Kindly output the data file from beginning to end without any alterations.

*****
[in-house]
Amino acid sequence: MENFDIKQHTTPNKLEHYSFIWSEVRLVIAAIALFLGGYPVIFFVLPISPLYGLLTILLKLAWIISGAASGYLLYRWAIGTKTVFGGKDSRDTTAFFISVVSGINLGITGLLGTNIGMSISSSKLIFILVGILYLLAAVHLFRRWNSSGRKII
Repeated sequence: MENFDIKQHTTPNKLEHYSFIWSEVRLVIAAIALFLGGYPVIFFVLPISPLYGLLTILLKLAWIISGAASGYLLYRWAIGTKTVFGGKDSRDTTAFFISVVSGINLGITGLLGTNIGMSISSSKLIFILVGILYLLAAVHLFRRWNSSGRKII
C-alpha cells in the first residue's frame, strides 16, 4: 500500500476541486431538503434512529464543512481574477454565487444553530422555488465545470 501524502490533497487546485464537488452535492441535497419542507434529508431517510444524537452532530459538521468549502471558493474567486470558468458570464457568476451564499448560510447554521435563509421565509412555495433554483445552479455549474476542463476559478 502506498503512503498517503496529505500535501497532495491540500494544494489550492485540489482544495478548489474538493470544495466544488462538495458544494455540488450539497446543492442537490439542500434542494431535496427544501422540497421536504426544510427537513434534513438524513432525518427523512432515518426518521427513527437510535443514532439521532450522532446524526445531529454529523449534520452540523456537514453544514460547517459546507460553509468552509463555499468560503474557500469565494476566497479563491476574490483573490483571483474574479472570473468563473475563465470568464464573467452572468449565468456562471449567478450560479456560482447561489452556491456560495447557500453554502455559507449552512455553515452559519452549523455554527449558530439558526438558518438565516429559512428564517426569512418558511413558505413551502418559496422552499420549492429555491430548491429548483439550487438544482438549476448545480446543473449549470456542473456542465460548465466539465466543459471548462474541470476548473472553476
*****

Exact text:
[in-house]
Amino acid sequence: MENFDIKQHTTPNKLEHYSFIWSEVRLVIAAIALFLGGYPVIFFVLPISPLYGLLTILLKLAWIISGAASGYLLYRWAIGTKTVFGGKDSRDTTAFFISVVSGINLGITGLLGTNIGMSISSSKLIFILVGILYLLAAVHLFRRWNSSGRKII
Repeated sequence: MENFDIKQHTTPNKLEHYSFIWSEVRLVIAAIALFLGGYPVIFFVLPISPLYGLLTILLKLAWIISGAASGYLLYRWAIGTKTVFGGKDSRDTTAFFISVVSGINLGITGLLGTNIGMSISSSKLIFILVGILYLLAAVHLFRRWNSSGRKII
C-alpha cells in the first residue's frame, strides 16, 4: 500500500476541486431538503434512529464543512481574477454565487444553530422555488465545470 501524502490533497487546485464537488452535492441535497419542507434529508431517510444524537452532530459538521468549502471558493474567486470558468458570464457568476451564499448560510447554521435563509421565509412555495433554483445552479455549474476542463476559478 502506498503512503498517503496529505500535501497532495491540500494544494489550492485540489482544495478548489474538493470544495466544488462538495458544494455540488450539497446543492442537490439542500434542494431535496427544501422540497421536504426544510427537513434534513438524513432525518427523512432515518426518521427513527437510535443514532439521532450522532446524526445531529454529523449534520452540523456537514453544514460547517459546507460553509468552509463555499468560503474557500469565494476566497479563491476574490483573490483571483474574479472570473468563473475563465470568464464573467452572468449565468456562471449567478450560479456560482447561489452556491456560495447557500453554502455559507449552512455553515452559519452549523455554527449558530439558526438558518438565516429559512428564517426569512418558511413558505413551502418559496422552499420549492429555491430548491429548483439550487438544482438549476448545480446543473449549470456542473456542465460548465466539465466543459471548462474541470476548473472553476